Research on law reform protects vulnerable workers

Research on law reform protects vulnerable workers

Workers’ rights have been boosted with regulation of the labour hire sector in Victoria, thanks to research undertaken by an RMIT academic in partnership with the State Government.

The new laws improve protections for seasonal workers in fresh food supply chains, meat and poultry processing plants, cleaning operations and other industries.

This week’s passing of the Labour Hire Licensing Bill means labour hire operators will need to prove they pay appropriate wages and comply with workplace and safety laws before being licensed and listed on a public register.

A new Labour Hire Licensing Authority will police compliance across the sector with investigatory powers, backed up by significant penalties.

RMIT law academic Professor Anthony Forsyth said it was a positive step in the fight against workplace exploitation in Victoria and a model for national reform.

“It’s primarily about protecting vulnerable workers from exploitation, but it will also help to protect legitimate labour hire businesses from being undercut by rogue operators, so it’s levelling the playing field,” he says.

As Chair of the independent Victorian Inquiry into the Labour Hire Industry and Insecure Work that recommended the scheme, Forsyth is acutely aware of what these changes mean.

The inquiry investigated exploitation of vulnerable workers by the contractors who employ them as seasonal workers in fresh food supply chains, meat and poultry processing plants, cleaning operations and other industries.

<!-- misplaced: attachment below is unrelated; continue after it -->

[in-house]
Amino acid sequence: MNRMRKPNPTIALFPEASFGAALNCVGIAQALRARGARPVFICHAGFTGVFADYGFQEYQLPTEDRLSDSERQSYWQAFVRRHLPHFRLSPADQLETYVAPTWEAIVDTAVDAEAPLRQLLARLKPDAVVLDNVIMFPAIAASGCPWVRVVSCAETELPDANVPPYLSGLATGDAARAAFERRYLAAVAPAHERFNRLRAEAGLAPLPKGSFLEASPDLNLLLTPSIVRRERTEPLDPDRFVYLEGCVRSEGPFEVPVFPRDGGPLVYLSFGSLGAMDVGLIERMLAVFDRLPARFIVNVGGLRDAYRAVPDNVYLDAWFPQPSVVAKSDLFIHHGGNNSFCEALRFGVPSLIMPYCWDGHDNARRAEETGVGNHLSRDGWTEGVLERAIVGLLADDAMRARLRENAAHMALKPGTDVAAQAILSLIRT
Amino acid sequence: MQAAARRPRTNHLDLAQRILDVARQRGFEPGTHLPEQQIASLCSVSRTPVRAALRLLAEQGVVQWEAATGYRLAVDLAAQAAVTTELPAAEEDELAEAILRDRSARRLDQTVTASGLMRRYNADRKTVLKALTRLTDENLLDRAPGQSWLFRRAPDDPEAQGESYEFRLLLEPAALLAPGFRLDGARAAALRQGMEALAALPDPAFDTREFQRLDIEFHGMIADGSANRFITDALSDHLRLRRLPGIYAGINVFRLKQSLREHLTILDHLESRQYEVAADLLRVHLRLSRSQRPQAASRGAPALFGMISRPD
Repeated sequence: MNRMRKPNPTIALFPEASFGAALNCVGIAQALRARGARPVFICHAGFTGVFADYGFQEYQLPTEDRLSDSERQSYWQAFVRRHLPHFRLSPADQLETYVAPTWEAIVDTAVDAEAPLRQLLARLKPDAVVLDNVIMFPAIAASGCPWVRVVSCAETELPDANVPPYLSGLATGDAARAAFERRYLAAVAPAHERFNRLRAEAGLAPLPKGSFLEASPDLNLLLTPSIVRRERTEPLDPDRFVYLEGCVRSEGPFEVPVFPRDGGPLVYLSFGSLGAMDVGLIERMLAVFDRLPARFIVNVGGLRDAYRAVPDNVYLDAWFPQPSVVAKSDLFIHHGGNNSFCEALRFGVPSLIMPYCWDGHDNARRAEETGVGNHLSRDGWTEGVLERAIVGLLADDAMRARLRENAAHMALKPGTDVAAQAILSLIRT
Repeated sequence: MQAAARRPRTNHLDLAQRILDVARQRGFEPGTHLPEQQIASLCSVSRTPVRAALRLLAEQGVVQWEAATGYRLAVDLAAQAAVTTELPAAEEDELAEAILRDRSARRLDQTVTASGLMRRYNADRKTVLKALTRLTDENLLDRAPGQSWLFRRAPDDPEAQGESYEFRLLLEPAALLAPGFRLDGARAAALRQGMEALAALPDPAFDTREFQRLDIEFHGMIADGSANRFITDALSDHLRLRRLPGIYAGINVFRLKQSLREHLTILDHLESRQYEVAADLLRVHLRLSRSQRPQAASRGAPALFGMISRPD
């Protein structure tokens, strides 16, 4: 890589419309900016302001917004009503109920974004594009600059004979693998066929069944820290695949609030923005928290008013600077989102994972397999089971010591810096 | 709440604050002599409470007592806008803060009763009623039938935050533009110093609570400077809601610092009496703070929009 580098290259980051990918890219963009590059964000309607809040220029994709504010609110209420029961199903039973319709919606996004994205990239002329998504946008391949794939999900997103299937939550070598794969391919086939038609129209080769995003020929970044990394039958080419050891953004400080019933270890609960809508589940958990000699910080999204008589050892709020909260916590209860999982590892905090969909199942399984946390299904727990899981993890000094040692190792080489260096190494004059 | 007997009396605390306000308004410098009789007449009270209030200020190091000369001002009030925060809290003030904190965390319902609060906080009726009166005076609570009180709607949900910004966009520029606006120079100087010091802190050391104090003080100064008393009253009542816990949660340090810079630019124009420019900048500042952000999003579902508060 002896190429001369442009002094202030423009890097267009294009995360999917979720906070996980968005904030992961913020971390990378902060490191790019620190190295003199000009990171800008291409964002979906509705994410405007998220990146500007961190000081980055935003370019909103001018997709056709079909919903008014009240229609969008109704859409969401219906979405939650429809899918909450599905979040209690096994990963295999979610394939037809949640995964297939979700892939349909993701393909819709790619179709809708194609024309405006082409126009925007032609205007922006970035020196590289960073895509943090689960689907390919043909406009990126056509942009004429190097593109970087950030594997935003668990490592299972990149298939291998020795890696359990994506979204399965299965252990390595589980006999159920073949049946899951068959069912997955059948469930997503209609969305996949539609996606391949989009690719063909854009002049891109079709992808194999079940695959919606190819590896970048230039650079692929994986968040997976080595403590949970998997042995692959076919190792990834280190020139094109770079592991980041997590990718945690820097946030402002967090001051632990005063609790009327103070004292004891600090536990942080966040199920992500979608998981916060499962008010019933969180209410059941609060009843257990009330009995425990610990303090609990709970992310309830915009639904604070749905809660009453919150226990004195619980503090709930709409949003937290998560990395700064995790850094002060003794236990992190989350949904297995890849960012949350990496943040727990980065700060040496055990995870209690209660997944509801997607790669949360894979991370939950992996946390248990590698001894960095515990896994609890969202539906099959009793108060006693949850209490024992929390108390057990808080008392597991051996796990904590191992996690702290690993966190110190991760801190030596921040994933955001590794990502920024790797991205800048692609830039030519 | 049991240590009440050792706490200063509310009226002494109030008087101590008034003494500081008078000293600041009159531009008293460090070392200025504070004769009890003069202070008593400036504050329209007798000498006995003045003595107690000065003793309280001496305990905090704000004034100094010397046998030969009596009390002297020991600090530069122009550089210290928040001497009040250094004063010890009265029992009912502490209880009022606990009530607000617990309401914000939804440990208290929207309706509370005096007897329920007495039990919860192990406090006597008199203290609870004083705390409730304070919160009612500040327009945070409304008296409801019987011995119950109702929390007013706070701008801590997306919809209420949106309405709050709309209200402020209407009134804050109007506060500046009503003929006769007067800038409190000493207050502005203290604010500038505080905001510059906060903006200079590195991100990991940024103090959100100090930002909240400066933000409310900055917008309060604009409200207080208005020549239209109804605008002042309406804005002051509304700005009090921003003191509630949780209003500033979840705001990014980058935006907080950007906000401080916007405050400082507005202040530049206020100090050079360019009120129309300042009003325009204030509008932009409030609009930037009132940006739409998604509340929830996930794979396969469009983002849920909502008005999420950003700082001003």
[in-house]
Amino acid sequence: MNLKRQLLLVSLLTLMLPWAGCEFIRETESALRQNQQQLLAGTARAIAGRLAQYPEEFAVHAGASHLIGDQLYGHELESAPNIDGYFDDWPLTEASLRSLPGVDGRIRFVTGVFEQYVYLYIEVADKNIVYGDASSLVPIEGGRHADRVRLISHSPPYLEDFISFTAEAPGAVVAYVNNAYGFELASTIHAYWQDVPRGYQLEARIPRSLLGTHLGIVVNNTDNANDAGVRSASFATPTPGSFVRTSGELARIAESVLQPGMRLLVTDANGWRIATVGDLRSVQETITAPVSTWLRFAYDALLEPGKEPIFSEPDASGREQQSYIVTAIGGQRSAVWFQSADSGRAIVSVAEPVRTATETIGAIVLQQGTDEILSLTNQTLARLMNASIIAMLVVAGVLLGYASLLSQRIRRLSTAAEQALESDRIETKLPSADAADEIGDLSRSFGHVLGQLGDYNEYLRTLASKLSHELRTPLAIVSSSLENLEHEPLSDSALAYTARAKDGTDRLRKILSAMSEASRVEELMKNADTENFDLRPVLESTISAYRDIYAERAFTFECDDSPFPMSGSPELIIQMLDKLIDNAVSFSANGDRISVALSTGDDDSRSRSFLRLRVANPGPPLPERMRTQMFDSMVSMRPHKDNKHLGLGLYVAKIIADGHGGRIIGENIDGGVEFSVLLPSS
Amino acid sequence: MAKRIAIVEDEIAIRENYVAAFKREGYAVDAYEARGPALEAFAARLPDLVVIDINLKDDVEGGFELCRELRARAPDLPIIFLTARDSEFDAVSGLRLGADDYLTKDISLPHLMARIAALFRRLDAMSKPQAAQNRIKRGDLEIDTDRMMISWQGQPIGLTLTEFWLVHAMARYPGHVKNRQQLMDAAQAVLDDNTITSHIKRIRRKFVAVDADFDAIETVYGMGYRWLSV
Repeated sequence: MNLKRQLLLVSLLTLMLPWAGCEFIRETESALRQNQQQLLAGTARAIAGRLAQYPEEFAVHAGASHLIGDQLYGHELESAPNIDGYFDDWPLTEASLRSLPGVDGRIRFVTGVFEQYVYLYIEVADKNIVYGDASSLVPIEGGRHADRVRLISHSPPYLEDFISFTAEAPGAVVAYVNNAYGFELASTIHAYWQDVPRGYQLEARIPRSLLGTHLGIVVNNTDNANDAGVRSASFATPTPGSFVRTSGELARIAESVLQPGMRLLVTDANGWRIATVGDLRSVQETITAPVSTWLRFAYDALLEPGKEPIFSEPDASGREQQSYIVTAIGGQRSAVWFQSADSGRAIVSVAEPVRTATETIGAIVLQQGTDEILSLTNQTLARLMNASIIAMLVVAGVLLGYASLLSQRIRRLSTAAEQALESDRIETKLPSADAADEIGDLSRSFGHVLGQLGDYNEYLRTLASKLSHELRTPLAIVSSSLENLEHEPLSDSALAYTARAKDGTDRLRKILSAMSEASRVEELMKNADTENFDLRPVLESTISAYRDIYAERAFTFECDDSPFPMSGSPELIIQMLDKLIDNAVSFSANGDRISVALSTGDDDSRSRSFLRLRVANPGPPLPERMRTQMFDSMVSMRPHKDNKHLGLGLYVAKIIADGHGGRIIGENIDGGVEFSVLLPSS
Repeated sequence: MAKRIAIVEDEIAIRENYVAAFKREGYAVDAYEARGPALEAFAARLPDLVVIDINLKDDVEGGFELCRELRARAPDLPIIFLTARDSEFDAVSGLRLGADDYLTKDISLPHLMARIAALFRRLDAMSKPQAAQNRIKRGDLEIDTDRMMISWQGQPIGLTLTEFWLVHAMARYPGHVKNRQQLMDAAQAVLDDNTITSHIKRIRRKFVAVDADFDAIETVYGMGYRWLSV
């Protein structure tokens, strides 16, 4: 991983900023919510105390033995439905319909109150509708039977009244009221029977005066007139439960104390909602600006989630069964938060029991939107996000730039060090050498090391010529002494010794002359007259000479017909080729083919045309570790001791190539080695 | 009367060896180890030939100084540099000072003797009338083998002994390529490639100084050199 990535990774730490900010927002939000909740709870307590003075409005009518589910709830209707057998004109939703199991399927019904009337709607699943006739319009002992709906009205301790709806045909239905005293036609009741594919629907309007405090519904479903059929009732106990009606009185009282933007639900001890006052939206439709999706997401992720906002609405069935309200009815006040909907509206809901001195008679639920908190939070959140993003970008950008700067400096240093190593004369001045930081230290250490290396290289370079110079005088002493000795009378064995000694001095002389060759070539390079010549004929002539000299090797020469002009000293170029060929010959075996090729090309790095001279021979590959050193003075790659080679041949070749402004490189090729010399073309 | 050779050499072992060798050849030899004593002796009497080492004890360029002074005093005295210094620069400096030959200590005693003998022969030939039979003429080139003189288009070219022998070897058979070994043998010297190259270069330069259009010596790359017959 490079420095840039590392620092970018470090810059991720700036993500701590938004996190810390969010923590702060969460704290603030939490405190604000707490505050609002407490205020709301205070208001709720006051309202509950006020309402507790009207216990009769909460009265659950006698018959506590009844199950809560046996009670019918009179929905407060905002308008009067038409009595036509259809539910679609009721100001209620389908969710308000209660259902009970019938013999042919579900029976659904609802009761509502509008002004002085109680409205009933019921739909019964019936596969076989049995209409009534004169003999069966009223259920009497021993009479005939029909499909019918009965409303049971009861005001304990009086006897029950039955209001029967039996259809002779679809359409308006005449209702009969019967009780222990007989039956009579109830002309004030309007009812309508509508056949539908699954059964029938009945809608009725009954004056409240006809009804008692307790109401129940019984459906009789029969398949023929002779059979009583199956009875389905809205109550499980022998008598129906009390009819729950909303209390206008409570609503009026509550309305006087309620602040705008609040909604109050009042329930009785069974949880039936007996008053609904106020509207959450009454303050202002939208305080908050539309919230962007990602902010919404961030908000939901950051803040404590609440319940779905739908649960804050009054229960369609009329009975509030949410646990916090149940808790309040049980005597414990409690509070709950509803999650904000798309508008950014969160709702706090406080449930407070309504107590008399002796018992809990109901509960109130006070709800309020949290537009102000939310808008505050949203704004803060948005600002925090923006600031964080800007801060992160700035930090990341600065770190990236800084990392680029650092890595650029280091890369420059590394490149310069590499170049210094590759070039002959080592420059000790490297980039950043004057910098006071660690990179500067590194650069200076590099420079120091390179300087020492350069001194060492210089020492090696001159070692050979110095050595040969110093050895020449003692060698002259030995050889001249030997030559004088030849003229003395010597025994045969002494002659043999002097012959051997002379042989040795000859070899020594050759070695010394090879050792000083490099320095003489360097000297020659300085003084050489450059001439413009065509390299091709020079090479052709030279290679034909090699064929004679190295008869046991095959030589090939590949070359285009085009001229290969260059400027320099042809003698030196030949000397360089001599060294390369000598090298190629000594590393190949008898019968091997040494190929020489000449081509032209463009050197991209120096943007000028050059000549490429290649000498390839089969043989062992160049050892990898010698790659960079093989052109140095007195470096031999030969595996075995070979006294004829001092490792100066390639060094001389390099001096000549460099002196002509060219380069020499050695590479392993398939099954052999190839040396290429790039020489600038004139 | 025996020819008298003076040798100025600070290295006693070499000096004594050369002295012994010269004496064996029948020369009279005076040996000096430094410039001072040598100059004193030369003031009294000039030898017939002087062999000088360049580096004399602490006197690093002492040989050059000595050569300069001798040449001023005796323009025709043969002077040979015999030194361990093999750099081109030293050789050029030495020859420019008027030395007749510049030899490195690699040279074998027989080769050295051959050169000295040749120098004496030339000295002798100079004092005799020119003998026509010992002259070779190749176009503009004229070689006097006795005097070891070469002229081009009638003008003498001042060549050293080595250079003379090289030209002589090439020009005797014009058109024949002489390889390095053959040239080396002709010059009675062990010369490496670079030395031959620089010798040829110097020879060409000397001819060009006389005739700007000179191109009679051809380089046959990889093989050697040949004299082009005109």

The inquiry held public hearings across the state and received more than 700 submissions from labour hire companies, unions, business and community groups, individual workers and experts. Evidence of exploitation included:

  • workers being paid below award minimum wages,
  • unsafe working conditions and dangerous transportation to and from work sites,
  • non-payment of superannuation,
  • avoidance of tax obligations, and
  • substandard accommodation linked to the provision of work.

“These serious issues were evident in many workplaces, but there was no way of policing these labour hire providers to see if they were legitimate businesses, so they were just getting away with it,” Forsyth, from the Graduate School of Business and Law, says.

The inquiry report included statistical analysis and research into overseas examples of successful regulation, leading to a total of 35 recommendations for reform. The recommendations for a state labour hire licensing scheme were adopted in the legislation passed this week.

“It’s been a unique opportunity as an academic to contribute research and expertise to directly shape what an effective licensing scheme should look like,” he says.

“More broadly, it‘s an example of how academic expertise can have a real impact in guiding policy development to solve contemporary social and economic problems.”

Forsyth worked closely with the Victorian Department of Economic Development, Jobs, Transport and Resources on the 12-month inquiry.

“I’m very grateful to the team in Industrial Relations Victoria who provided invaluable support to the inquiry”, he says. “The resulting legislation will help ensure that only reputable labour hire providers can operate in this sector – an important new framework of protection for Victorian workers.”

The Labour Hire Licensing Act will take effect on dates to be confirmed by Government Proclamation. Businesses will be able to apply for a labour hire licence from 2019.

Story: Michael Quin

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